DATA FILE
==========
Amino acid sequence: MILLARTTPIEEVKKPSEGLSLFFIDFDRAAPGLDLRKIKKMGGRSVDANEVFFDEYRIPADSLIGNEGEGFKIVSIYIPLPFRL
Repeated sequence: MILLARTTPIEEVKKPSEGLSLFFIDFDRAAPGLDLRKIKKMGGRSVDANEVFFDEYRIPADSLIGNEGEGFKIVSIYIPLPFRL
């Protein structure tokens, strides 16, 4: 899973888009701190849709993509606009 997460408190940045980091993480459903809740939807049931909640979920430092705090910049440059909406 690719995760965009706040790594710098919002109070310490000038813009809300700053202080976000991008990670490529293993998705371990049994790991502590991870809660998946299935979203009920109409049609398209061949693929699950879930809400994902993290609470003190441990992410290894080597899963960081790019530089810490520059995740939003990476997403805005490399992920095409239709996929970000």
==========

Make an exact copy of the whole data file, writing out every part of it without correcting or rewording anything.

Amino acid sequence: MILLARTTPIEEVKKPSEGLSLFFIDFDRAAPGLDLRKIKKMGGRSVDANEVFFDEYRIPADSLIGNEGEGFKIVSIYIPLPFRL
Repeated sequence: MILLARTTPIEEVKKPSEGLSLFFIDFDRAAPGLDLRKIKKMGGRSVDANEVFFDEYRIPADSLIGNEGEGFKIVSIYIPLPFRL
């Protein structure tokens, strides 16, 4: 899973888009701190849709993509606009 997460408190940045980091993480459903809740939807049931909640979920430092705090910049440059909406 690719995760965009706040790594710098919002109070310490000038813009809300700053202080976000991008990670490529293993998705371990049994790991502590991870809660998946299935979203009920109409049609398209061949693929699950879930809400994902993290609470003190441990992410290894080597899963960081790019530089810490520059995740939003990476997403805005490399992920095409239709996929970000």